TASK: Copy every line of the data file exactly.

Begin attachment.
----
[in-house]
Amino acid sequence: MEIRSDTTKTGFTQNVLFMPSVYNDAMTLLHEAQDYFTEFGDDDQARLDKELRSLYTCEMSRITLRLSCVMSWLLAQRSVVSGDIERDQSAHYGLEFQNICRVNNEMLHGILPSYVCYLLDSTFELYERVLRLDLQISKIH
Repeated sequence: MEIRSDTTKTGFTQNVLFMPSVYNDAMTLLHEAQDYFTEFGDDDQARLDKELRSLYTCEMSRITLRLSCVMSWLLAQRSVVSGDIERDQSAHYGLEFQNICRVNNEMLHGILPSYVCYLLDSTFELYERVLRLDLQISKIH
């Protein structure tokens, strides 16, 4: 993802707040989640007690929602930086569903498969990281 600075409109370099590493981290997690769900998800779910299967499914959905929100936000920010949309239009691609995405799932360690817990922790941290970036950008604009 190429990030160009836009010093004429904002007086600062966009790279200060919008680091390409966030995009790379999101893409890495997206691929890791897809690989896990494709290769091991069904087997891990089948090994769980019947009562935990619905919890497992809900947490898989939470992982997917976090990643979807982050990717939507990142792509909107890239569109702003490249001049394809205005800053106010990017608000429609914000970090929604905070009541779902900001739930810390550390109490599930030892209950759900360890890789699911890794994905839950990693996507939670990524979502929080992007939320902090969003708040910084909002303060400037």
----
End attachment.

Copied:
[in-house]
Amino acid sequence: MEIRSDTTKTGFTQNVLFMPSVYNDAMTLLHEAQDYFTEFGDDDQARLDKELRSLYTCEMSRITLRLSCVMSWLLAQRSVVSGDIERDQSAHYGLEFQNICRVNNEMLHGILPSYVCYLLDSTFELYERVLRLDLQISKIH
Repeated sequence: MEIRSDTTKTGFTQNVLFMPSVYNDAMTLLHEAQDYFTEFGDDDQARLDKELRSLYTCEMSRITLRLSCVMSWLLAQRSVVSGDIERDQSAHYGLEFQNICRVNNEMLHGILPSYVCYLLDSTFELYERVLRLDLQISKIH
């Protein structure tokens, strides 16, 4: 993802707040989640007690929602930086569903498969990281 600075409109370099590493981290997690769900998800779910299967499914959905929100936000920010949309239009691609995405799932360690817990922790941290970036950008604009 190429990030160009836009010093004429904002007086600062966009790279200060919008680091390409966030995009790379999101893409890495997206691929890791897809690989896990494709290769091991069904087997891990089948090994769980019947009562935990619905919890497992809900947490898989939470992982997917976090990643979807982050990717939507990142792509909107890239569109702003490249001049394809205005800053106010990017608000429609914000970090929604905070009541779902900001739930810390550390109490599930030892209950759900360890890789699911890794994905839950990693996507939670990524979502929080992007939320902090969003708040910084909002303060400037």